I’m not asking you to take my word for anything. I’m not trying to make converts. I just think if you are going to make ridiculous remarks about a person, you should take the time to find out a little more about Him, so you won’t look like such a pathological liar. The Bible is a revelation, not a novel. If you have questions about it’s veracity, ask Him yourself. He is the God who speaks. It’s really simple, unless of course you don’t really want an answer.

    http://www.gods-kingdom.org/Hearing/Default.htm

  • Mrnaglfar

    What’s God’s email address? I would give him a call but his line is down at the moment. The quicker I get it the better, because I’m really getting tired of consulting my magic 8-ball

  • Mrnaglfar

    What’s God’s email address? I would give him a call but his line is down at the moment. The quicker I get it the better, because I’m really getting tired of consulting my magic 8-ball

  • OMGF

    I’m not asking you to take my word for anything. I’m not trying to make converts. I just think if you are going to make ridiculous remarks about a person, you should take the time to find out a little more about Him, so you won’t look like such a pathological liar.

    Wait, so you can’t back up your interpretations, but I’m the liar?

    And, what vicious remarks have I made against any person that are unsubstantiated? Or do you mean that god is a person now? Well, god does commit genocide and many other attrocities, at least as recorded in the Bible. If the Bible is true, then god is a monster. The Bible also talks about hell and a lake of fire. You can try and explain it away, but many others come to different interpretations of those passages. Which one of you is right? You can’t answer that. Will you admit that you may be wrong?

    The Bible is a revelation, not a novel.

    A revelation of what exactly? Who is this revelation open to?

    If you have questions about it’s veracity, ask Him yourself.

    You assume too much. You assume that I was not a Xian before I became atheist. Bad assumption. You assume that I never asked god anything, never tried to engage god. Bad assumption.

    He is the God who speaks. It’s really simple, unless of course you don’t really want an answer.

    False dichotomy. You’re really racking up the logical fallacies, aren’t you?

  • Damis

    Christian hostility and violence is not the exception to the rule! As Hector Avalos end is final chapter in,Fighting Words, The Origins of Religious Violence:

    “We become complicit in violence when we attempt to maintain a book whose main truths can never be verified. We become complicit when we maintain the value of violent scripture by focusing on “aesthetics” that exist no more than the ‘aesthetics” of Mein Kampf. We need to ask ourselves, as academics, why the Bible and the Qur’an, among other scriptures, are worth priveleging at all. Our final mission, as scholars of these scriptures, must be to help humanity close the book on a long chapter of human misery.”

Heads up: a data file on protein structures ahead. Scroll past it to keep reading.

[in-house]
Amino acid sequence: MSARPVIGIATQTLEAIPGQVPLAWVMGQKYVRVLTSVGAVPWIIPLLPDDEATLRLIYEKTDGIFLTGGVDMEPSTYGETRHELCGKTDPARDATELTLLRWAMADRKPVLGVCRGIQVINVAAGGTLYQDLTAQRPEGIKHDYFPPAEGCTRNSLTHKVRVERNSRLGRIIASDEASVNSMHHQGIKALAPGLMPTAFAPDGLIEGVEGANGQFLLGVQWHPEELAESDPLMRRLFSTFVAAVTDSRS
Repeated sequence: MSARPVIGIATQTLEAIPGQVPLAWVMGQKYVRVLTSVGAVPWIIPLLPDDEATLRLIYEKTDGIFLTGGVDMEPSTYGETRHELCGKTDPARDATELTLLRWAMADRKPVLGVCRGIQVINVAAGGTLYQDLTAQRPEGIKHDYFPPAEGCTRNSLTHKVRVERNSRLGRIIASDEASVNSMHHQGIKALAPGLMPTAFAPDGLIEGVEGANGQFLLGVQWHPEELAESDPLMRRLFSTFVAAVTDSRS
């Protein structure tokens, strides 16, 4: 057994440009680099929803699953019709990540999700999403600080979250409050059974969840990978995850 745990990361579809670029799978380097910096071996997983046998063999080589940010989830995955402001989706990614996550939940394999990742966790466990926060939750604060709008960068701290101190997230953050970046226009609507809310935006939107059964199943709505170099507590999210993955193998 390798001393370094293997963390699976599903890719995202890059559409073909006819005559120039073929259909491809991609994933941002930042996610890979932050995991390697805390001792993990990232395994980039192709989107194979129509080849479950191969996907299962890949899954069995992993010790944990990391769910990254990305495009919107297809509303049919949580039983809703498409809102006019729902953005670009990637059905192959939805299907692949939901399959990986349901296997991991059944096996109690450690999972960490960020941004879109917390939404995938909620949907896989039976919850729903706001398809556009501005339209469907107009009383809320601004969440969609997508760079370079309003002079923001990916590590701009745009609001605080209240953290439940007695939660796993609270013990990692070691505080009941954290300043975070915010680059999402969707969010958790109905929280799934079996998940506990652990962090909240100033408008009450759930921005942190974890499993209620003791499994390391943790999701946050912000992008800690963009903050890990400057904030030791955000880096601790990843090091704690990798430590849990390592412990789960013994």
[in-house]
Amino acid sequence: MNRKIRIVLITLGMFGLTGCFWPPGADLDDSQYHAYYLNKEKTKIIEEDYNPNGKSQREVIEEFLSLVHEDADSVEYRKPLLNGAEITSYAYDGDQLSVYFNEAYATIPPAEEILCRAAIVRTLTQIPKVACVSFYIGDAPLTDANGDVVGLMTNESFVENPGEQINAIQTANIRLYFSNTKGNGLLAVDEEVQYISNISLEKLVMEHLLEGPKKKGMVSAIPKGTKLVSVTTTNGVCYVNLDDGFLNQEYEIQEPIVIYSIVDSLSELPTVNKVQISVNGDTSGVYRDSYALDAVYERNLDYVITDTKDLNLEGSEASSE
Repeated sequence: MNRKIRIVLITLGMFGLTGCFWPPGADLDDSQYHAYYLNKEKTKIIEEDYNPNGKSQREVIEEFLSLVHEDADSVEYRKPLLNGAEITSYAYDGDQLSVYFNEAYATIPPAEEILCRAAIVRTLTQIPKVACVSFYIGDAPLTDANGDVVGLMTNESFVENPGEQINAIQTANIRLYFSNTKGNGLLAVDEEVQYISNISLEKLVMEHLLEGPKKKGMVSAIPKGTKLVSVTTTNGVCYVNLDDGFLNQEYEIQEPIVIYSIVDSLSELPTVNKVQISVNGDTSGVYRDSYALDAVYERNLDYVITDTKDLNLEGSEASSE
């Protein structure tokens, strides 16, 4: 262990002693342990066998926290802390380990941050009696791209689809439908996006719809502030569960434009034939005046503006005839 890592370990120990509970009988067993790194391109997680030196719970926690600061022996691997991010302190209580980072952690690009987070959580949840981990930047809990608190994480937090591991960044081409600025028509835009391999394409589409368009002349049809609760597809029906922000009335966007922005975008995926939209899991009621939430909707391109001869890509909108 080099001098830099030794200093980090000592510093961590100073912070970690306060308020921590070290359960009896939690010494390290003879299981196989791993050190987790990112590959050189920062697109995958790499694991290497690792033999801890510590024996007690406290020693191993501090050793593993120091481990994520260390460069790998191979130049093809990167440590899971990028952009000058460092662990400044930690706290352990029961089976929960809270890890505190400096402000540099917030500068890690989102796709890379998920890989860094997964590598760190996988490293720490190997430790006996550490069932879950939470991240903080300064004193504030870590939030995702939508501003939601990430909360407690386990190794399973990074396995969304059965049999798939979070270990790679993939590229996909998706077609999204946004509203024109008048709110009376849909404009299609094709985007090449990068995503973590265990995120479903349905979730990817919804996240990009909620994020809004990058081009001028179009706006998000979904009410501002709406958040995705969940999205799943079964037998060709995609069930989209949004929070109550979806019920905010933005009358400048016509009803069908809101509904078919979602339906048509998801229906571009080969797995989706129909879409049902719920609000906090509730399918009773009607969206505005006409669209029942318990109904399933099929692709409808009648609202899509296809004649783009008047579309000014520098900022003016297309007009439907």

Damis

  • Damis

    Christian hostility and violence is not the exception to the rule! As Hector Avalos end is final chapter in,Fighting Words, The Origins of Religious Violence:

    “We become complicit in violence when we attempt to maintain a book whose main truths can never be verified. We become complicit when we maintain the value of violent scripture by focusing on “aesthetics” that exist no more than the ‘aesthetics” of Mein Kampf. We need to ask ourselves, as academics, why the Bible and the Qur’an, among other scriptures, are worth priveleging at all. Our final mission, as scholars of these scriptures, must be to help humanity close the book on a long chapter of human misery.”

    Damis

  • Damis

    I’m always struck by how many ways the Bible can be interpreted.
    At least as many “believers” as non-believers have died due to believing a slightly different version than the group with the most power. Hairsplitting between factions can become downright dangerous.

    Why, it seems that you can interpret it to mean anything you want. You simply take the parts that don’t agree with you and you either claim they mean what you want them to mean or claim that they apply to some specific instance that doesn’t apply to your argument.
    Convenient, isn’t it? I’ve witnessed essentialists(those who want to believe that Jesus and the bible represent love and peace) get into verbal fights with fundamentalists who take the bible literally in all it’s gory violence and swear that their God is a jealous, angry God who would cast many of his children in a lake of fire to be tortured for all eternity, just for not believing in him. Incidentally, these same fundies are the ones who, by and large, are responsible for trying to bring back corporal punishment in the schools and torture by our government…yeah.

  • Damis

    I’m always struck by how many ways the Bible can be interpreted.
    At least as many “believers” as non-believers have died due to believing a slightly different version than the group with the most power. Hairsplitting between factions can become downright dangerous.

    Why, it seems that you can interpret it to mean anything you want. You simply take the parts that don’t agree with you and you either claim they mean what you want them to mean or claim that they apply to some specific instance that doesn’t apply to your argument.
    Convenient, isn’t it? I’ve witnessed essentialists(those who want to believe that Jesus and the bible represent love and peace) get into verbal fights with fundamentalists who take the bible literally in all it’s gory violence and swear that their God is a jealous, angry God who would cast many of his children in a lake of fire to be tortured for all eternity, just for not believing in him. Incidentally, these same fundies are the ones who, by and large, are responsible for trying to bring back corporal punishment in the schools and torture by our government…yeah.